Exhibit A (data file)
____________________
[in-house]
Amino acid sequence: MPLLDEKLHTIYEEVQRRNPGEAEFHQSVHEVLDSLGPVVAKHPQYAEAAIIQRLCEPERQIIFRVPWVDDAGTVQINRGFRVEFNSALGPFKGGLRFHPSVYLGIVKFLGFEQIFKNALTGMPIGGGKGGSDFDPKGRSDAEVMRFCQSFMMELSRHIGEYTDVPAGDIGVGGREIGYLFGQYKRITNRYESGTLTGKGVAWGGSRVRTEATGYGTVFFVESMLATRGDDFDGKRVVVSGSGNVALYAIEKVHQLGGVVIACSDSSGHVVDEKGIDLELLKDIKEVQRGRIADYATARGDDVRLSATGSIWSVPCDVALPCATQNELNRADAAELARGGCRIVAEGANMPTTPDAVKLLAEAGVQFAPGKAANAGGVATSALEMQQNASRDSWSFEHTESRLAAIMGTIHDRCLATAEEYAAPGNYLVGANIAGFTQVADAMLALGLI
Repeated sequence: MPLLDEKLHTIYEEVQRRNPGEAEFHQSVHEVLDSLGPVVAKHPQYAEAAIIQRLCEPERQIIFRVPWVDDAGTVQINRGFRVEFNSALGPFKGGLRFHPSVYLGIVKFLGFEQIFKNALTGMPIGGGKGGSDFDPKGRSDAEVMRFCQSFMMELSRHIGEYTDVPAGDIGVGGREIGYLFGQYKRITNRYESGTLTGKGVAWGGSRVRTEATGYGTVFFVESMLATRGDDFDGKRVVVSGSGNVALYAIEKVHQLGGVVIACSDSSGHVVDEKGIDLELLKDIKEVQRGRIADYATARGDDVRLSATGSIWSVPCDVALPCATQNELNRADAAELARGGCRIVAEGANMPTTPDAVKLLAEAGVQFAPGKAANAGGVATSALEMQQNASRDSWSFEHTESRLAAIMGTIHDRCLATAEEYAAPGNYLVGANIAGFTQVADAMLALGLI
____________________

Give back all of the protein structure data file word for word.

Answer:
[in-house]
Amino acid sequence: MPLLDEKLHTIYEEVQRRNPGEAEFHQSVHEVLDSLGPVVAKHPQYAEAAIIQRLCEPERQIIFRVPWVDDAGTVQINRGFRVEFNSALGPFKGGLRFHPSVYLGIVKFLGFEQIFKNALTGMPIGGGKGGSDFDPKGRSDAEVMRFCQSFMMELSRHIGEYTDVPAGDIGVGGREIGYLFGQYKRITNRYESGTLTGKGVAWGGSRVRTEATGYGTVFFVESMLATRGDDFDGKRVVVSGSGNVALYAIEKVHQLGGVVIACSDSSGHVVDEKGIDLELLKDIKEVQRGRIADYATARGDDVRLSATGSIWSVPCDVALPCATQNELNRADAAELARGGCRIVAEGANMPTTPDAVKLLAEAGVQFAPGKAANAGGVATSALEMQQNASRDSWSFEHTESRLAAIMGTIHDRCLATAEEYAAPGNYLVGANIAGFTQVADAMLALGLI
Repeated sequence: MPLLDEKLHTIYEEVQRRNPGEAEFHQSVHEVLDSLGPVVAKHPQYAEAAIIQRLCEPERQIIFRVPWVDDAGTVQINRGFRVEFNSALGPFKGGLRFHPSVYLGIVKFLGFEQIFKNALTGMPIGGGKGGSDFDPKGRSDAEVMRFCQSFMMELSRHIGEYTDVPAGDIGVGGREIGYLFGQYKRITNRYESGTLTGKGVAWGGSRVRTEATGYGTVFFVESMLATRGDDFDGKRVVVSGSGNVALYAIEKVHQLGGVVIACSDSSGHVVDEKGIDLELLKDIKEVQRGRIADYATARGDDVRLSATGSIWSVPCDVALPCATQNELNRADAAELARGGCRIVAEGANMPTTPDAVKLLAEAGVQFAPGKAANAGGVATSALEMQQNASRDSWSFEHTESRLAAIMGTIHDRCLATAEEYAAPGNYLVGANIAGFTQVADAMLALGLI